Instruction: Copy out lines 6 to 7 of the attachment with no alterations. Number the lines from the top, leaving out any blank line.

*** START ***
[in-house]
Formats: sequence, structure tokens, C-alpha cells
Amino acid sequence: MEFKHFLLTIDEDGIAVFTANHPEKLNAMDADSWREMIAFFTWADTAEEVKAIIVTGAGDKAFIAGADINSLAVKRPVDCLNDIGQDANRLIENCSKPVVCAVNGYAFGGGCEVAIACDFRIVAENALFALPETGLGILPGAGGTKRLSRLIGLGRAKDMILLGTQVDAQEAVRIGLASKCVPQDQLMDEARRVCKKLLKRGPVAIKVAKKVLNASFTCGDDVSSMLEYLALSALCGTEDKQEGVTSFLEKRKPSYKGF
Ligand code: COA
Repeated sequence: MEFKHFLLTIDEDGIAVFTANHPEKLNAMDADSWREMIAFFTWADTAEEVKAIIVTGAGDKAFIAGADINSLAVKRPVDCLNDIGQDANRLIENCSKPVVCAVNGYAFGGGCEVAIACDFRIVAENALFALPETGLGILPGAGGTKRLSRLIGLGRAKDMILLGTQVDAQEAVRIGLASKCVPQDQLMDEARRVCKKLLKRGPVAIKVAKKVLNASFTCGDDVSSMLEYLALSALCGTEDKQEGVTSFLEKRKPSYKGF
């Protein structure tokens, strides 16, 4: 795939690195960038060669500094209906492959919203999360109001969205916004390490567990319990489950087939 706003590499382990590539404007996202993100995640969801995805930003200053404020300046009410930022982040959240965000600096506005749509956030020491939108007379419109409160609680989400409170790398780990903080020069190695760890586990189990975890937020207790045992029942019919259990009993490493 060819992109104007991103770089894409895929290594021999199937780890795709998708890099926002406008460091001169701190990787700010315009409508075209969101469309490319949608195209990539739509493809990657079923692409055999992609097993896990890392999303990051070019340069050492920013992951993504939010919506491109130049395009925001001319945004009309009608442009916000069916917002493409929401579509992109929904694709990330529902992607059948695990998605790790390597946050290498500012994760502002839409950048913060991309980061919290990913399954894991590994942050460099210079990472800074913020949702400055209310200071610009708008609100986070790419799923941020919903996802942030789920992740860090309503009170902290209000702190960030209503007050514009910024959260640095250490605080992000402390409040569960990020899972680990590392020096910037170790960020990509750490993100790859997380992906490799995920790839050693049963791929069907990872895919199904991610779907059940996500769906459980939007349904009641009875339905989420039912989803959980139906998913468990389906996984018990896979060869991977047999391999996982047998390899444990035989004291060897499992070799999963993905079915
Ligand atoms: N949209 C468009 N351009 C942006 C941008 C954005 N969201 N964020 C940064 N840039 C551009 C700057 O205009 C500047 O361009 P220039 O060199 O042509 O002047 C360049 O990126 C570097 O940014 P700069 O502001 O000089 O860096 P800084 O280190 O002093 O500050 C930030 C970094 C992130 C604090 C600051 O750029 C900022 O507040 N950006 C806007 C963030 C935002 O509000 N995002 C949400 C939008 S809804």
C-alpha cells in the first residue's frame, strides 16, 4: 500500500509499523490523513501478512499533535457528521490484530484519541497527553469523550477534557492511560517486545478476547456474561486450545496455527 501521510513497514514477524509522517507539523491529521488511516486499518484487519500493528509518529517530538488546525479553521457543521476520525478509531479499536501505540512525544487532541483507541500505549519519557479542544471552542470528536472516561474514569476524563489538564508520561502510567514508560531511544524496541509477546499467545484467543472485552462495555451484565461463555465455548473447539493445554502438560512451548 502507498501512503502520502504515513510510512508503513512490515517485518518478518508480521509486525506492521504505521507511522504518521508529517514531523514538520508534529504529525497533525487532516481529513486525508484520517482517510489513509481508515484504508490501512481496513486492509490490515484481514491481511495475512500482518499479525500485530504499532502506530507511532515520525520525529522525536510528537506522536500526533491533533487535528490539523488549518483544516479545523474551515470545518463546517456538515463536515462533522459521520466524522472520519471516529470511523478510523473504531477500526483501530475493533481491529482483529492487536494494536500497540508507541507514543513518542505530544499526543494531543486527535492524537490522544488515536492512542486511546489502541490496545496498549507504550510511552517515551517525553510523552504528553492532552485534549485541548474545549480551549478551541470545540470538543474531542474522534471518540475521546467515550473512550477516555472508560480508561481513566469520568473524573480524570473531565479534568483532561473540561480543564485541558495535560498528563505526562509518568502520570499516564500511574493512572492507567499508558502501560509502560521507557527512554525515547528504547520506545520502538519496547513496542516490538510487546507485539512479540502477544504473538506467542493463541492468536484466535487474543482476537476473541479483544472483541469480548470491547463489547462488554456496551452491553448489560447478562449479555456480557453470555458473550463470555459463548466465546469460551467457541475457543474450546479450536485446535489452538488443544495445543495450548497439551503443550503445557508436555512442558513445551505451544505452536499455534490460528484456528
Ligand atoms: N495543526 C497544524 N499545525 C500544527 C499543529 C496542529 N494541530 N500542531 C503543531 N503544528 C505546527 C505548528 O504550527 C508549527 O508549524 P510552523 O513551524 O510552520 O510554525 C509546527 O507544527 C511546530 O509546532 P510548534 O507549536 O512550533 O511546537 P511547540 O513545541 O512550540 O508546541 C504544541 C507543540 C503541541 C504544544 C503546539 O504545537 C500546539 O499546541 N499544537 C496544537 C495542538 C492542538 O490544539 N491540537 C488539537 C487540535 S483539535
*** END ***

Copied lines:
């Protein structure tokens, strides 16, 4: 795939690195960038060669500094209906492959919203999360109001969205916004390490567990319990489950087939 706003590499382990590539404007996202993100995640969801995805930003200053404020300046009410930022982040959240965000600096506005749509956030020491939108007379419109409160609680989400409170790398780990903080020069190695760890586990189990975890937020207790045992029942019919259990009993490493 060819992109104007991103770089894409895929290594021999199937780890795709998708890099926002406008460091001169701190990787700010315009409508075209969101469309490319949608195209990539739509493809990657079923692409055999992609097993896990890392999303990051070019340069050492920013992951993504939010919506491109130049395009925001001319945004009309009608442009916000069916917002493409929401579509992109929904694709990330529902992607059948695990998605790790390597946050290498500012994760502002839409950048913060991309980061919290990913399954894991590994942050460099210079990472800074913020949702400055209310200071610009708008609100986070790419799923941020919903996802942030789920992740860090309503009170902290209000702190960030209503007050514009910024959260640095250490605080992000402390409040569960990020899972680990590392020096910037170790960020990509750490993100790859997380992906490799995920790839050693049963791929069907990872895919199904991610779907059940996500769906459980939007349904009641009875339905989420039912989803959980139906998913468990389906996984018990896979060869991977047999391999996982047998390899444990035989004291060897499992070799999963993905079915
Ligand atoms: N949209 C468009 N351009 C942006 C941008 C954005 N969201 N964020 C940064 N840039 C551009 C700057 O205009 C500047 O361009 P220039 O060199 O042509 O002047 C360049 O990126 C570097 O940014 P700069 O502001 O000089 O860096 P800084 O280190 O002093 O500050 C930030 C970094 C992130 C604090 C600051 O750029 C900022 O507040 N950006 C806007 C963030 C935002 O509000 N995002 C949400 C939008 S809804």